“Ha-double-ha,” said Hurricane. “I’m not falling for that trick again. I’ll tell you what—give me the book, and I’ll give you a two minute head start before I hunt you down and bring you to justice.”
“What book?” said Wednesday.
“The one you’re holding,” said Hurricane.
“Oh dear, you’ve caught me,” said Wednesday. “Here you are.”
Wednesday slammed the blue-covered book down on top of the mouse. Hurricane collapsed beneath it and lay still.
Wednesday prodded him with her foot. Hurricane didn’t move. The raven stared at him with her great curious eyes, then walked out toward the cages.
Ella hopped and leapt and flew over to the wall. The key hung on its hook again. She grabbed it and shot back to the cages. She released her mother, gave her a quick peck on the cheek, and moved on to the next cage.
“You’re free,” she told each bird as she swung the cage doors open. “Will you stay and help me? I need to carry my mother down to the ground.”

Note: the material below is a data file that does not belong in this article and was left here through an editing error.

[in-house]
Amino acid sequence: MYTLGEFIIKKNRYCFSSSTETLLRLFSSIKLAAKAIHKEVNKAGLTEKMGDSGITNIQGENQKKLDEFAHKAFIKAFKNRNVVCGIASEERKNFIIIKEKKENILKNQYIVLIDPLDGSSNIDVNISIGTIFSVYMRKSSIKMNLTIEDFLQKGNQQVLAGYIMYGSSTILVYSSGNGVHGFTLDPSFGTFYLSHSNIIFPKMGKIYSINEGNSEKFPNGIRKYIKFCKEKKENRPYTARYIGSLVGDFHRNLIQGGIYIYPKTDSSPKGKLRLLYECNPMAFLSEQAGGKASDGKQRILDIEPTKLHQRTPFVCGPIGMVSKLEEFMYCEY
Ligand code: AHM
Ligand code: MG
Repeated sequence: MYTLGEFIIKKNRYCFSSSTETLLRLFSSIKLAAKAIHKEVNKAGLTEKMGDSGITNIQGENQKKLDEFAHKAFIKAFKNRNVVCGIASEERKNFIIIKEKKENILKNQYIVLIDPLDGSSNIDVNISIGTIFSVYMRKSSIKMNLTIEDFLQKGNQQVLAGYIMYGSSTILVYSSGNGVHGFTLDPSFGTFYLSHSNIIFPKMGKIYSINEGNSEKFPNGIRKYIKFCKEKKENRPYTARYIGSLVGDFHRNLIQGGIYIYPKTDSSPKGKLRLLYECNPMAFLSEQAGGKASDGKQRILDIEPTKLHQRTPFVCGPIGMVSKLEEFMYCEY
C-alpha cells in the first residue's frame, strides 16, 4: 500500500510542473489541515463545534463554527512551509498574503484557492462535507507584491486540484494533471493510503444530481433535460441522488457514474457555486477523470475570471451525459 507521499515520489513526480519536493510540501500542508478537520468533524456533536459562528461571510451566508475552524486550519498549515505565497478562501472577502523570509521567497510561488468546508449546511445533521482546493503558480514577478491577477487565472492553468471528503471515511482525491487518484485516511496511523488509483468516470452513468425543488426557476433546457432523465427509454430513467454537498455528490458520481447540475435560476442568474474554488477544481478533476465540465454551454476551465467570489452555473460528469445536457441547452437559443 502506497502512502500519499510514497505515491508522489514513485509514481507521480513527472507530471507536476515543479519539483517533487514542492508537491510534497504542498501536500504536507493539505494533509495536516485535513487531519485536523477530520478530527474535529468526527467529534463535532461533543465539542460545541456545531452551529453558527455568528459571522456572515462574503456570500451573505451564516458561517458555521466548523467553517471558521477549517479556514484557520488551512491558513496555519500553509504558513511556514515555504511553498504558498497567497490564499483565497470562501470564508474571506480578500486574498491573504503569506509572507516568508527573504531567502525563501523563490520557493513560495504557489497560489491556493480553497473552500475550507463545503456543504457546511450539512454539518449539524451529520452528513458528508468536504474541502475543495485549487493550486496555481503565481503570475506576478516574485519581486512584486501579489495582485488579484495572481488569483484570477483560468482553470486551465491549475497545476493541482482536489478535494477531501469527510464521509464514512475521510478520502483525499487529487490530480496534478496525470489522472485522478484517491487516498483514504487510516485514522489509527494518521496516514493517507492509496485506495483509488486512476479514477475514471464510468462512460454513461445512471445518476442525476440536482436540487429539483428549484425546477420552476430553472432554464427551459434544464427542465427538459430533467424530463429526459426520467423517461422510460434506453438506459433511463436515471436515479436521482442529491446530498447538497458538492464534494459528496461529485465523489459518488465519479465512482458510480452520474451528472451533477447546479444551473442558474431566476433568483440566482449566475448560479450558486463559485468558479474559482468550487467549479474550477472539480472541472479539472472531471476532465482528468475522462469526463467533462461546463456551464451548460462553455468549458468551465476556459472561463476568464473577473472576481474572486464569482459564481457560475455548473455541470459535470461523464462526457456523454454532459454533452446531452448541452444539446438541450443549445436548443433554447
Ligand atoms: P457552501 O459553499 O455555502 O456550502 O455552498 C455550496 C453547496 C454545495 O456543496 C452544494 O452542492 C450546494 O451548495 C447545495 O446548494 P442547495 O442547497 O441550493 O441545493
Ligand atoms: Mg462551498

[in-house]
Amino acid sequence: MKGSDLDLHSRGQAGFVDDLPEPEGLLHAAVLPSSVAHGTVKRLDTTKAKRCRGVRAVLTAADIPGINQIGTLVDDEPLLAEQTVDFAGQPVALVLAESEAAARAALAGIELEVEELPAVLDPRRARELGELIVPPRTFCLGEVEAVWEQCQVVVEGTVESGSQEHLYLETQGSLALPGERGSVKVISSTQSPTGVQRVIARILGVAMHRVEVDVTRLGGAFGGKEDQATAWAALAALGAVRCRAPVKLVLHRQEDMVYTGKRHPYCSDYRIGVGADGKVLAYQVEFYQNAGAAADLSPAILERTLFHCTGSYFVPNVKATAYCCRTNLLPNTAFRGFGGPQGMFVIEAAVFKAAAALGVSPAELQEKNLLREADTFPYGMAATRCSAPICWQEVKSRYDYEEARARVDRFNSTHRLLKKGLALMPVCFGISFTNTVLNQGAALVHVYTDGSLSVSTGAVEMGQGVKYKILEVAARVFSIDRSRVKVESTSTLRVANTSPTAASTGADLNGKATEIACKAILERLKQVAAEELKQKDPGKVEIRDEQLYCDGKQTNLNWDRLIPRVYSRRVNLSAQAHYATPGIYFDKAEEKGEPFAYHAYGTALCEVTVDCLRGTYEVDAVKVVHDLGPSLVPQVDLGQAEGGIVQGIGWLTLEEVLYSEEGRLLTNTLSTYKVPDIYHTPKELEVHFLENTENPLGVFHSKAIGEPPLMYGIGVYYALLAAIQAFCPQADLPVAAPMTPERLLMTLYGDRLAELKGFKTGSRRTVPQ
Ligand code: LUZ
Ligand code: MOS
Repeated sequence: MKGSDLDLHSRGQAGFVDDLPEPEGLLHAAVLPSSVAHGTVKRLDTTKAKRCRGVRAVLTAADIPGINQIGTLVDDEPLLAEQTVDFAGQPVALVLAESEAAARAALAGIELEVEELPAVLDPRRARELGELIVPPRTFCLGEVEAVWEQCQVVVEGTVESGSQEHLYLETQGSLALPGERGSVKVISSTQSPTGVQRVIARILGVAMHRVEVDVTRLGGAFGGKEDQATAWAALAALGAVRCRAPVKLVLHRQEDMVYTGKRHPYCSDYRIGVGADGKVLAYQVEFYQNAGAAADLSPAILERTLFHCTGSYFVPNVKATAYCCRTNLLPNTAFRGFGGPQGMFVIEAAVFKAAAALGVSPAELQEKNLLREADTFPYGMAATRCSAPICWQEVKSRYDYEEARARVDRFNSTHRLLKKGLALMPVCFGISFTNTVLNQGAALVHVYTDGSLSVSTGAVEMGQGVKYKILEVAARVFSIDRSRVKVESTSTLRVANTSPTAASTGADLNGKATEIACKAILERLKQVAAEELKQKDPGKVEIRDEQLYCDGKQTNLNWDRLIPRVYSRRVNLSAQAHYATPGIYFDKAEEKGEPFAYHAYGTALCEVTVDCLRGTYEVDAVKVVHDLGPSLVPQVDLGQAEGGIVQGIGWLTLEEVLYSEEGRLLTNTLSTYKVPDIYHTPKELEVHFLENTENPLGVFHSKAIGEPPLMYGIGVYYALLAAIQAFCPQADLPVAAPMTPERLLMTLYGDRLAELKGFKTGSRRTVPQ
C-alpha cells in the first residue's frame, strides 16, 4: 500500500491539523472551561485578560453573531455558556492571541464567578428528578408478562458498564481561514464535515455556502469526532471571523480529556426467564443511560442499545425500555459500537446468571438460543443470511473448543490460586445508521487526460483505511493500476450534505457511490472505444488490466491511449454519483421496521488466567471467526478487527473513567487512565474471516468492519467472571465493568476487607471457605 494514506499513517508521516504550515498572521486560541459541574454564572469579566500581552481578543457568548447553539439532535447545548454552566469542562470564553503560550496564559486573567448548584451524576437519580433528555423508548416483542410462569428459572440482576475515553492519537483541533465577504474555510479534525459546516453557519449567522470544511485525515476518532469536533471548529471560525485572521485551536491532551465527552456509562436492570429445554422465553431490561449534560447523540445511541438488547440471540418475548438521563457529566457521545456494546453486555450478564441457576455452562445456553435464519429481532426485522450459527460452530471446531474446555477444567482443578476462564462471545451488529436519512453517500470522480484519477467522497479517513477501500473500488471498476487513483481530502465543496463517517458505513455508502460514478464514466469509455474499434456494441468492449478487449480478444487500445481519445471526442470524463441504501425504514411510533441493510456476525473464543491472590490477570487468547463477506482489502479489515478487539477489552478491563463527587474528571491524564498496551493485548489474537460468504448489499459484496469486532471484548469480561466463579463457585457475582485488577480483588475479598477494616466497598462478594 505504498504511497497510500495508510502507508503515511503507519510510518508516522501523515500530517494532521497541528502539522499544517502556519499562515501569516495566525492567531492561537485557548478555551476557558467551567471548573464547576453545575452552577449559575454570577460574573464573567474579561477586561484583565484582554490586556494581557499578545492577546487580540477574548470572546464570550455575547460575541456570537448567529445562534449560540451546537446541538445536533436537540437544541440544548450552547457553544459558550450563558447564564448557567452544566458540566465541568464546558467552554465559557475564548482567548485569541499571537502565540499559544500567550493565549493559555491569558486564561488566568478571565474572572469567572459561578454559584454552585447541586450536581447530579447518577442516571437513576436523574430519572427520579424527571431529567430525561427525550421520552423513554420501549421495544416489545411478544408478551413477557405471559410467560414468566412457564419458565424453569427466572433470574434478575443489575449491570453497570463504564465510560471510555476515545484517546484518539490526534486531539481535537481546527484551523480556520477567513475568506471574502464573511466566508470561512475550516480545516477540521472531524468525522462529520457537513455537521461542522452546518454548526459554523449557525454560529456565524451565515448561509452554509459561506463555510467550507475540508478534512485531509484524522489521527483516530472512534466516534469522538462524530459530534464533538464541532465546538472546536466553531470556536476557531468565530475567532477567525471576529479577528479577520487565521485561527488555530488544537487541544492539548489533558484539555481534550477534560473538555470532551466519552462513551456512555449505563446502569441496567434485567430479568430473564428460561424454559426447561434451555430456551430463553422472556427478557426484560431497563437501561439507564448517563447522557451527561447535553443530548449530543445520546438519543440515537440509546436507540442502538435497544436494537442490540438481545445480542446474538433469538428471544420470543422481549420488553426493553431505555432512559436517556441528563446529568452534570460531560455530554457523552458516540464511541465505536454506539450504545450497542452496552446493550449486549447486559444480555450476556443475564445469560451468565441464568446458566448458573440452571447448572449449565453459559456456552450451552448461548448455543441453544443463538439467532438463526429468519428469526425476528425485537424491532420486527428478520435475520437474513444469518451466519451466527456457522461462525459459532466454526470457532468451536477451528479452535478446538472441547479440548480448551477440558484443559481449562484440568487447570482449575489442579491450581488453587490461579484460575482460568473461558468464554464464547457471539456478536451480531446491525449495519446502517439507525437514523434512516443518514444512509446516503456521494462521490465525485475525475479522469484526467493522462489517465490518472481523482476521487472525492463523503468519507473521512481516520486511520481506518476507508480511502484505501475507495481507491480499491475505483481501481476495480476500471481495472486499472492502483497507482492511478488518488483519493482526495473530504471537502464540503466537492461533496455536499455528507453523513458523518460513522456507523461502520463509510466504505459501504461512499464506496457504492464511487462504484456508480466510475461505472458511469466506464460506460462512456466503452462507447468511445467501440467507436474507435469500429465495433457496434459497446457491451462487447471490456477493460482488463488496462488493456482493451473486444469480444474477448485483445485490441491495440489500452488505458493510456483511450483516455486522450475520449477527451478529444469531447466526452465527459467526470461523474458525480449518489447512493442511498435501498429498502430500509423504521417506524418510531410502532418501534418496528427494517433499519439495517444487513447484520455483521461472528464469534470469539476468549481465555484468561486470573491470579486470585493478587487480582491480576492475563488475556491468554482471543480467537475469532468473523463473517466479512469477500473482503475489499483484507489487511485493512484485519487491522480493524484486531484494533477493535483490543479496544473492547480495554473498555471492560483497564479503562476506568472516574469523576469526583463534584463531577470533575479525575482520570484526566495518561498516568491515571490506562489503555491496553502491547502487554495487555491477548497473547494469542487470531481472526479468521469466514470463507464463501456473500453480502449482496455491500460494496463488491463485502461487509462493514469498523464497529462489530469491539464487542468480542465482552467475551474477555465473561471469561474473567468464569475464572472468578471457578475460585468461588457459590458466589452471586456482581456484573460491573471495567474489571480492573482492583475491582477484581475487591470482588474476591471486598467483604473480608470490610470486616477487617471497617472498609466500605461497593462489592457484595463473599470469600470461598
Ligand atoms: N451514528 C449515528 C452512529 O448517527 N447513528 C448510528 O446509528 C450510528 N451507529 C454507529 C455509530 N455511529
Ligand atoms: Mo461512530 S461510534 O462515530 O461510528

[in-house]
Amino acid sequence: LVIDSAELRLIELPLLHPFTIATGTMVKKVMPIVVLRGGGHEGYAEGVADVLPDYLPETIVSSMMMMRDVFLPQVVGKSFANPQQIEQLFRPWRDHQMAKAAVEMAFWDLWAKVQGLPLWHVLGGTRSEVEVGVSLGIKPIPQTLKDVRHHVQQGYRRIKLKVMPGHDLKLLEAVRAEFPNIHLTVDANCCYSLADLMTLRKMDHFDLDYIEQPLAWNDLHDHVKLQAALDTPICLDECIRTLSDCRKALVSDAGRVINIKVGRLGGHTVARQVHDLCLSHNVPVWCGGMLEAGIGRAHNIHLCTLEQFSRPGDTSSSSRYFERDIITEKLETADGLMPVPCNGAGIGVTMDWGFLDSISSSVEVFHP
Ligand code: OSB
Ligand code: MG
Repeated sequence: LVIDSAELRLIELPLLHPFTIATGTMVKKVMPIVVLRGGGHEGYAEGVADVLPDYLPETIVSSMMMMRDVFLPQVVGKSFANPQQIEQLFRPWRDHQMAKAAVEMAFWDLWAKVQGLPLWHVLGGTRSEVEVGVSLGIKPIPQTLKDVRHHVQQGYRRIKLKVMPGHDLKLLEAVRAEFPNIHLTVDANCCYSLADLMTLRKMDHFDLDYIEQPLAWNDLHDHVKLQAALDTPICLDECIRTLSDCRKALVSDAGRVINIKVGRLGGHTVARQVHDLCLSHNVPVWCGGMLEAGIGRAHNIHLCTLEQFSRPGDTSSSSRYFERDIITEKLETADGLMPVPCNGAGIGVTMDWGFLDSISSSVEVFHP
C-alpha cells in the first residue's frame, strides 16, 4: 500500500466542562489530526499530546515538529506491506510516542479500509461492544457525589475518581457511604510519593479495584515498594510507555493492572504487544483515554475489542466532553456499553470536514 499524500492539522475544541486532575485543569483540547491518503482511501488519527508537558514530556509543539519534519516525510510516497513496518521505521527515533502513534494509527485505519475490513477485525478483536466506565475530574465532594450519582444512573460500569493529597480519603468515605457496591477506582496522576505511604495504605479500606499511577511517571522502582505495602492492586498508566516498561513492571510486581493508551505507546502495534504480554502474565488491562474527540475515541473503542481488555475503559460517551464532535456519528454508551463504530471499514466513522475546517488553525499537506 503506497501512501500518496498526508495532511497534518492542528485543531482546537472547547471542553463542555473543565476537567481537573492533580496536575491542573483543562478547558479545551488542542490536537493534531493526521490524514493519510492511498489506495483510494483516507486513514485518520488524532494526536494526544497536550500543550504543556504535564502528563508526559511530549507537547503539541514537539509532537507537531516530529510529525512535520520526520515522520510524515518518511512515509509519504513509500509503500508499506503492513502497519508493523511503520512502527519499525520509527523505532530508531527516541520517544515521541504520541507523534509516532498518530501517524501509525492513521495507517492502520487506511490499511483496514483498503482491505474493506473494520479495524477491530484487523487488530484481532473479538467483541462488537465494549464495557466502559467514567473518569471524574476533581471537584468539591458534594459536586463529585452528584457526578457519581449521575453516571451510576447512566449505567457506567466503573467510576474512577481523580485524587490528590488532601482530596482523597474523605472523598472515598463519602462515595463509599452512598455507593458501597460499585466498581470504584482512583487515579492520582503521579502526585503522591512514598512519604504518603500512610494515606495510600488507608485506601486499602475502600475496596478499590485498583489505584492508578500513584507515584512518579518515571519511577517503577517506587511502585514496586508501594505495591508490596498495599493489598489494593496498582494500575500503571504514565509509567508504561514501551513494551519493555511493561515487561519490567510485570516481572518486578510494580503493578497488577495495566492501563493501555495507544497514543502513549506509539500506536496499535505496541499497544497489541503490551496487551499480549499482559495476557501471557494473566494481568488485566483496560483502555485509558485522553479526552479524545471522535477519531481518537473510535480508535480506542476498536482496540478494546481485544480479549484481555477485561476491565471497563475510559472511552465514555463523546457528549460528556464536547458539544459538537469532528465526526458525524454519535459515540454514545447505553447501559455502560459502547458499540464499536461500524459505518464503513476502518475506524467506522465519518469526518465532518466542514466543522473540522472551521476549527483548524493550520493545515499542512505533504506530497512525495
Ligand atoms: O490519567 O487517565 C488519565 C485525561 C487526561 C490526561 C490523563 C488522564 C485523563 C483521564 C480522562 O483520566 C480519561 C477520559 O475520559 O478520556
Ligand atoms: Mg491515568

“Are you crazy?” said each bird. “It can’t be done. We’re grateful that you freed us, but how can we carry a bird? We’re not donkeys.”
All the birds except the chickadee fled.
“I want to tell you that I love your scarf,” said the chickadee, “and since you gave me my freedom I’ll be your faithful ally and won’t try to steal it.”
“That’s good news,” said Ella. “Will you stay and help me?”
“I’m not that faithful an ally,” said the chickadee. “Are you crazy? That bird will finish us. Sorry! Sorry!”
She too flew off.
Ella returned to her mother.
“They abandoned us,” she said.
“They knew it was impossible,” said her mother. “They’re only little birds. Just leave me here.”
Her eyes went dark.